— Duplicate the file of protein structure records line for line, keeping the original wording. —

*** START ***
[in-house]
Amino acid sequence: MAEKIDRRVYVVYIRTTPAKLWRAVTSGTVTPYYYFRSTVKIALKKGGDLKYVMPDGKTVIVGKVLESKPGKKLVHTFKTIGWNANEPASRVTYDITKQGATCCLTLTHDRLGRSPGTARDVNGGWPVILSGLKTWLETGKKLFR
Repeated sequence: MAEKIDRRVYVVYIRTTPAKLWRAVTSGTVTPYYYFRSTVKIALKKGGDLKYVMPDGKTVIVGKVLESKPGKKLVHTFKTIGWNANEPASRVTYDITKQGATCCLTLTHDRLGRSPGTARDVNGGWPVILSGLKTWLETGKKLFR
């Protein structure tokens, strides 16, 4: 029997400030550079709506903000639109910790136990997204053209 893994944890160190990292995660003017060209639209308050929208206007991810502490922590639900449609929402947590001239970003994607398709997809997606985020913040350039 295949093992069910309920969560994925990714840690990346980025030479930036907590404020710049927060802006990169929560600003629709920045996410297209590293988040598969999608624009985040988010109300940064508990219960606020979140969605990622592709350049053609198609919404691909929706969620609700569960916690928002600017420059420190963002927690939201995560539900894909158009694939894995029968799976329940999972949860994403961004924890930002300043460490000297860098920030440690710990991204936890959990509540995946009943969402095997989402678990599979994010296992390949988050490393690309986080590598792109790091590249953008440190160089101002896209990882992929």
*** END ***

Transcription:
[in-house]
Amino acid sequence: MAEKIDRRVYVVYIRTTPAKLWRAVTSGTVTPYYYFRSTVKIALKKGGDLKYVMPDGKTVIVGKVLESKPGKKLVHTFKTIGWNANEPASRVTYDITKQGATCCLTLTHDRLGRSPGTARDVNGGWPVILSGLKTWLETGKKLFR
Repeated sequence: MAEKIDRRVYVVYIRTTPAKLWRAVTSGTVTPYYYFRSTVKIALKKGGDLKYVMPDGKTVIVGKVLESKPGKKLVHTFKTIGWNANEPASRVTYDITKQGATCCLTLTHDRLGRSPGTARDVNGGWPVILSGLKTWLETGKKLFR
């Protein structure tokens, strides 16, 4: 029997400030550079709506903000639109910790136990997204053209 893994944890160190990292995660003017060209639209308050929208206007991810502490922590639900449609929402947590001239970003994607398709997809997606985020913040350039 295949093992069910309920969560994925990714840690990346980025030479930036907590404020710049927060802006990169929560600003629709920045996410297209590293988040598969999608624009985040988010109300940064508990219960606020979140969605990622592709350049053609198609919404691909929706969620609700569960916690928002600017420059420190963002927690939201995560539900894909158009694939894995029968799976329940999972949860994403961004924890930002300043460490000297860098920030440690710990991204936890959990509540995946009943969402095997989402678990599979994010296992390949988050490393690309986080590598792109790091590249953008440190160089101002896209990882992929």